PAM helps organizations solve a few problems including:

  • Making it harder for attackers to penetrate a network and obtain privileged account access.
  • Adding protection to privileged groups that control access to domain-joined computers and the applications on those computers.
  • Providing monitoring, visibility, and fine-grained controls so organizations can see who their privileged admins are and what they are doing.

PAM gives organizations more insight into how admin accounts are being used in the environment.

Microsoft Identity Manager or MIM

But I also mentioned MIM… What is this? Microsoft Identity Manager or MIM helps organizations manage the users, credentials, policies, and access within their organizations and hybrid environments. With MIM, organizations can simplify identity lifecycle management with automated workflows, business rules, and easy integration with heterogenous platforms across the datacenter. MIM enables Active Directory to have the right users and access rights for on-premises apps. Azure AD Connect can then make those users and permissions available in Azure AD for Office 365 and cloud-hosted apps.

OK, so now we know that:

  • PIM is a capability to help companies manage identities in Azure AD.
  • PAM is an on-premises capability to manage identities in Active Directory.
  • MIM helps organizations manage users, credentials, policies, and on-premises access.

Mobile Application Management or MAM

What’s left… Oh yes: Mobile Application Management or MAM. MAM is important because if organizations can only manage identities—but not the apps then they miss a key aspect of protecting data. MAM is connected to a Microsoft capability called Microsoft Intune and is a suite of management features to publish, push, configure, secure, monitor, and update mobile apps for users.

MAM works with or without enrollment of the device, which means organizations can protect sensitive data on almost any device using MAM-WE (without enrollment). If organizations enable MFA, they can verify the user on the device. MAM also helps manage that apps the trusted user or entity can access. If you add in the Mobile Device Management or MDM feature of Intune, you can force enrollment of devices and then use MAM to manage the apps.

It’s well known that Microsoft has a lot of acronyms. This is the first in a series of blog posts aimed to assist you in navigating the acronym forest created by companies and industry. The Microsoft Platform includes a powerful set of capabilities to help encourage users to make the right decisions and gives security leadership, like you, the ability to manage and monitor identities and control access to critical files and network assets.

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Defending the power grid against supply chain attacks—Part 1: The risk defined

February 18th, 2020 No comments

Most people don’t think about electricity. If the internet works, their food is refrigerated, and their debit card is approved, why should they? Its ubiquity and reliability render it invisible—a bit of magic that powers much of modern life. That is, until a large storm passes through. Localized outages can be quite disruptive to those impacted, and the utility industry has learned to respond rapidly and effectively to these events. But what happens if service interruptions become more unpredictable and affect large geographical regions with huge populations?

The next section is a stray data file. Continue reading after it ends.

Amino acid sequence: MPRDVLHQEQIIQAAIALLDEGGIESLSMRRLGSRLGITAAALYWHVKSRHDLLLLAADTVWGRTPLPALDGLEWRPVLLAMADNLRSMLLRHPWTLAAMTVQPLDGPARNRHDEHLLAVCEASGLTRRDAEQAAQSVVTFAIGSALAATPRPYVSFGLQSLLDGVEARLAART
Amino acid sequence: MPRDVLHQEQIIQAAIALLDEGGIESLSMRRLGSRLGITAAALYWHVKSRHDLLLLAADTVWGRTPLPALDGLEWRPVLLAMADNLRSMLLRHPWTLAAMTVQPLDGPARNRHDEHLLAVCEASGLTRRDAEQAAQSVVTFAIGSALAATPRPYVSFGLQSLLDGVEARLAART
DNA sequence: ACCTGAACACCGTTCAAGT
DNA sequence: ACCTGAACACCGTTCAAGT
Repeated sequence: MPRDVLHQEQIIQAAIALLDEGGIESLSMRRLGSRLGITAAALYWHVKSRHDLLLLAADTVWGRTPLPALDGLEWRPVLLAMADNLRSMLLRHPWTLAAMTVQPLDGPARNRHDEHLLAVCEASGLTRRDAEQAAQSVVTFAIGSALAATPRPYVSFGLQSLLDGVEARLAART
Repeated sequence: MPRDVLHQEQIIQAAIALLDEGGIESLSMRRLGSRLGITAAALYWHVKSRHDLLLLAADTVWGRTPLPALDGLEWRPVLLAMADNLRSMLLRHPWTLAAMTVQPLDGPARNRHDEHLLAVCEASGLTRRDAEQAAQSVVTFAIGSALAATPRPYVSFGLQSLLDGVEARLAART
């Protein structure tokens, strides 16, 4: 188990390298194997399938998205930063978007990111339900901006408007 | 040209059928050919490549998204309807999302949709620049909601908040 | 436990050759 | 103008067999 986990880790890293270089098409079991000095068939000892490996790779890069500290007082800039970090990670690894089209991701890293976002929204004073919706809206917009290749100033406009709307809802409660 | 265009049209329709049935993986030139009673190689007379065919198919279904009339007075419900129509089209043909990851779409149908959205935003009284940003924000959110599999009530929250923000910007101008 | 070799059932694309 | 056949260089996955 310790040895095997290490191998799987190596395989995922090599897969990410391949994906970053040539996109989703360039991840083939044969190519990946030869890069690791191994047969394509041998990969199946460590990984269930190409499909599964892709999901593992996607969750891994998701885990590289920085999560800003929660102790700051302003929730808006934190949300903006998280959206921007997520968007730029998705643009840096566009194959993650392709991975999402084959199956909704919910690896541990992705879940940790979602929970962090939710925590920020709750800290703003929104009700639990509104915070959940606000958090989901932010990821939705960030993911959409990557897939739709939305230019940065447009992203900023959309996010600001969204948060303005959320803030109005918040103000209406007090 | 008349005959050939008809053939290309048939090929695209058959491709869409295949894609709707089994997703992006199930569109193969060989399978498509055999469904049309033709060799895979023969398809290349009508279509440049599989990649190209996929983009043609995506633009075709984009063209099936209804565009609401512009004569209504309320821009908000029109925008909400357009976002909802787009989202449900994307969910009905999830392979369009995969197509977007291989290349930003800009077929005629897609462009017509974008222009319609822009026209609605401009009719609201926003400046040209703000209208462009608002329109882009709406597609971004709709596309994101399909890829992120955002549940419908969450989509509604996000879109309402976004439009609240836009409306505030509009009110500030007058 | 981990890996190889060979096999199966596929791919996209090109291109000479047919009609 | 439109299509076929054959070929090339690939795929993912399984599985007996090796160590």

This is a risk that utilities and their supply chain must continue to address. Nation state actors and other adversaries have demonstrated that they possess the ambition and the skills necessary to launch cyberattacks that could cause widescale and continuous power outages. Whether your organization is a utility or a supplier of the industry, you may be vulnerable.

This blog series, “Defending the power grid against supply chain attacks,” analyzes how these attacks are conducted and the steps utilities, device manufacturers, and software providers can take to better secure critical infrastructure.

Why it matters

Modern warfare is no longer conducted exclusively on the battlefield. Nation-state actors also deploy sophisticated cybercampaigns to disrupt daily life or sow confusion. The power grid is one such target. The financial system, sewer and water lines, transportation networks, computers, cellphones, kitchen appliances, and more run on electricity. Several hours of disrupted power can grind economic activity to a halt in the affected areas. An outage of days or weeks could incite greater unrest.

Accelerated adoption of the Internet of Things (IoT) compounds the risk. IoT innovations allow the utility industry to harness the power of the internet, data, and artificial intelligence to optimize its operations and deliver energy more efficiently and reliably to its customers. But these devices can introduce new vulnerabilities. Existing sensors often don’t have security or centralized management built into them. Some devices are so small, it’s difficult to place traditional protections on them. Manufacturers, who feel pressured to deliver solutions quickly, may fail to incorporate critical security controls and safeguards in their products. Bad actors are skilled at uncovering these weaknesses and exploiting them.

How attacks are executed

A typical cyberattack includes lengthy reconnaissance to uncover all the vendors that serve a utility and their vulnerabilities. Bad actors even go after suppliers who exist outside the software and hardware space but have vital access. A few examples: